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Unformatted text preview: e could smell it. No. She'd asked Bea. No. She'd asked Ryan. Of course not. Stop going around looking for mysterious things! She thought of Aunt Gifford's drawn face as she stood in the hospital corridor on Christmas Night, when they'd thought Michael was dying, and the way she had looked at Uncle Ryan. "You know what's happened!" she had said. "That's superstition and madness," Ryan had answered. "I won't listen to it. I won't let you speak of it in front of the children." "I don't want to talk about it in front of the children," Aunt Gifford had said, her jaw trembling. "I don't want the children to know! Keep them away from that house, I'm begging you. I've been begging you all along." "Like it's my fault!" Uncle Ryan had whispered. Poor Uncle Ryan, the family lawyer, the family protector. Now that was a fine example of what conformity could do to one, because Uncle Ryan was in every respect a super-looking male animal, of the basically heroic type, with square jaw, and blue eyes, and good strong shoulders and a flat belly and a musi...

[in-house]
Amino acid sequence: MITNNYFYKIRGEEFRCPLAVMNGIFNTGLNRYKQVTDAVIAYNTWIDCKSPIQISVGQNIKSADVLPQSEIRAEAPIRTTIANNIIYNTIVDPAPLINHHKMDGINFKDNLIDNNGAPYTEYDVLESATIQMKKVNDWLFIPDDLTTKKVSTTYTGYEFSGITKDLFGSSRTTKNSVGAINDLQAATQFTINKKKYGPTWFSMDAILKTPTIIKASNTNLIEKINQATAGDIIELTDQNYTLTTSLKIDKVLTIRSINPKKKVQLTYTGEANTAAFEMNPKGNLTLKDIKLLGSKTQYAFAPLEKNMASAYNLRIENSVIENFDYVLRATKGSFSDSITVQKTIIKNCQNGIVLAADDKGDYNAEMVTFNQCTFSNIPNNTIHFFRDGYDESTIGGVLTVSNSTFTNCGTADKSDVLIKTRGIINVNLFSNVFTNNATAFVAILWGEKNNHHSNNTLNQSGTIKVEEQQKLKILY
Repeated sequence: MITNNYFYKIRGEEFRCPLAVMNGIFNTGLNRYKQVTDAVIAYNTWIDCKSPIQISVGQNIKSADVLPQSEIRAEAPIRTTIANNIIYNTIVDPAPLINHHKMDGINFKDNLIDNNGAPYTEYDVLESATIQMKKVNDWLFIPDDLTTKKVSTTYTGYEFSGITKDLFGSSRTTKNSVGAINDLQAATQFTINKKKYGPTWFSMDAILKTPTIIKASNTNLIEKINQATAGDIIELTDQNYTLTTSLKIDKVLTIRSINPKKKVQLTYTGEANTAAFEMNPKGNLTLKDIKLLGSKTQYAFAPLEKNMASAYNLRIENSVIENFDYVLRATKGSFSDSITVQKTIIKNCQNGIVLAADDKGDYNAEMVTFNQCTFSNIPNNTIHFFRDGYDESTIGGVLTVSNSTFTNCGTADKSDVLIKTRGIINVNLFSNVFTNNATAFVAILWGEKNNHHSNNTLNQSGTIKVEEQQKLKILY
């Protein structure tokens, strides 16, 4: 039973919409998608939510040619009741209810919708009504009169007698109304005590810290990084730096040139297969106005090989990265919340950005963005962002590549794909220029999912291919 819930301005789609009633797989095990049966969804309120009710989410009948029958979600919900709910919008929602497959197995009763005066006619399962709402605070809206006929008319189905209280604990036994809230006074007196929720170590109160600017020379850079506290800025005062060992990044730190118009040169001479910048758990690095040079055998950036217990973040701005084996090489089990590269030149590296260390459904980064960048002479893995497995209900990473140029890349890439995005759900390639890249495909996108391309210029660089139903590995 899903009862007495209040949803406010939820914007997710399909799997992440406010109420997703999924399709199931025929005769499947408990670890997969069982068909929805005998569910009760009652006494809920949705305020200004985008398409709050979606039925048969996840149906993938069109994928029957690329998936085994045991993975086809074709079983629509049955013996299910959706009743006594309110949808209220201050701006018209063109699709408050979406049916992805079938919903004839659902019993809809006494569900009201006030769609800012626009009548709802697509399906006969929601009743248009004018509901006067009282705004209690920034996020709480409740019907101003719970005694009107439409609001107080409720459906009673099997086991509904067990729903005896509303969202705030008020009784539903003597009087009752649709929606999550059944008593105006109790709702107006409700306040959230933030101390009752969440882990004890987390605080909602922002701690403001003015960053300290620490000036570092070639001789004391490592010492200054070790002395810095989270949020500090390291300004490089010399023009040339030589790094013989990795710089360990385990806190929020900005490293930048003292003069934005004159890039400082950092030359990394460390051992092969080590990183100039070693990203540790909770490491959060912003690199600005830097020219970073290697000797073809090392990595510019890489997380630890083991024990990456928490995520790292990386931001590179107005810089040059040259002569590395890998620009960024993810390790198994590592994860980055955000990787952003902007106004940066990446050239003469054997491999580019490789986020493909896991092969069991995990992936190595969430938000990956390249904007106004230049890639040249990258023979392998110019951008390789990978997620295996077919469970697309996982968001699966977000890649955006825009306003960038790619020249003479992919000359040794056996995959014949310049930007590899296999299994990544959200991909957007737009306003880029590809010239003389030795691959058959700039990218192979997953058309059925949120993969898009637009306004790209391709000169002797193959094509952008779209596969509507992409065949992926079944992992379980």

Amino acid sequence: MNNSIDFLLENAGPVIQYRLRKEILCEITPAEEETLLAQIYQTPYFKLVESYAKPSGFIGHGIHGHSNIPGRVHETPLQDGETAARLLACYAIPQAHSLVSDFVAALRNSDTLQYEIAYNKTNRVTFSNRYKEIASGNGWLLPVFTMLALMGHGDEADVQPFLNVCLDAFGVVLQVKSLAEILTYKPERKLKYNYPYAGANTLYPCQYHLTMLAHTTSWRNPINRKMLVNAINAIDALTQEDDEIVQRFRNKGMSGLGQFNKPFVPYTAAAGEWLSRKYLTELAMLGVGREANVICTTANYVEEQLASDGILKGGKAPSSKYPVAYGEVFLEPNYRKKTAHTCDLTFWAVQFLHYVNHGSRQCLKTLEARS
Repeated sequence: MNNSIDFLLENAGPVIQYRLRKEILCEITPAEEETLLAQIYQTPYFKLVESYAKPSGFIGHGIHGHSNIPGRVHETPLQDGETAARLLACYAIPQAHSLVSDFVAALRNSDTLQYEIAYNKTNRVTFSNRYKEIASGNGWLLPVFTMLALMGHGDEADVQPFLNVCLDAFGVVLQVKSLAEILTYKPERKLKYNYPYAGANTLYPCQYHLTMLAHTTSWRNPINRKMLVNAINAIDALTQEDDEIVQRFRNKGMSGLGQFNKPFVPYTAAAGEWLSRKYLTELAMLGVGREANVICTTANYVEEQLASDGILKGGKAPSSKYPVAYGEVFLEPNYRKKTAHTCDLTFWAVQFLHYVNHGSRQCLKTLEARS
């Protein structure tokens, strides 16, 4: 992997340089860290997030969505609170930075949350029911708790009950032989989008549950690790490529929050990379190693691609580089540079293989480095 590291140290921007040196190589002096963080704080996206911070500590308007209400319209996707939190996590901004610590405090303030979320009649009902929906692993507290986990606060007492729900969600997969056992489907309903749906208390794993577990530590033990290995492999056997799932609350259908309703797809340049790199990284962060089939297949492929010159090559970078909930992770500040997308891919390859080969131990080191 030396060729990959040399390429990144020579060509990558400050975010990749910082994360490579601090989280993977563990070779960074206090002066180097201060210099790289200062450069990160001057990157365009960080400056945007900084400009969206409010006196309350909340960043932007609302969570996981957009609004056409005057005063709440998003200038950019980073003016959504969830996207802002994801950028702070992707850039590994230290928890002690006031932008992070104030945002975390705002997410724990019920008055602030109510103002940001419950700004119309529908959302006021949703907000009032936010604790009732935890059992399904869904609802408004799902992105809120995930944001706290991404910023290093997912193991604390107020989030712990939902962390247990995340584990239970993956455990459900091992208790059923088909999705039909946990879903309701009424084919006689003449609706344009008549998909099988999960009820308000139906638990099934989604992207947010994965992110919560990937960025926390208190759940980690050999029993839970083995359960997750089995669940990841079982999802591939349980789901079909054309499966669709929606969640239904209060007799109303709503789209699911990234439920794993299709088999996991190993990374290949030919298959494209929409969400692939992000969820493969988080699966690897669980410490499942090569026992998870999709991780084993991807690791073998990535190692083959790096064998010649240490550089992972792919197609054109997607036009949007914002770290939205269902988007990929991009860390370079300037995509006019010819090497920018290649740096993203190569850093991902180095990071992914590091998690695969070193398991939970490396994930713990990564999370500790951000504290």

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This note was uploaded on 02/20/2010 for the course WRITING 220.200 taught by Professor Julie during the Spring '10 term at Johns Hopkins.
- Spring '10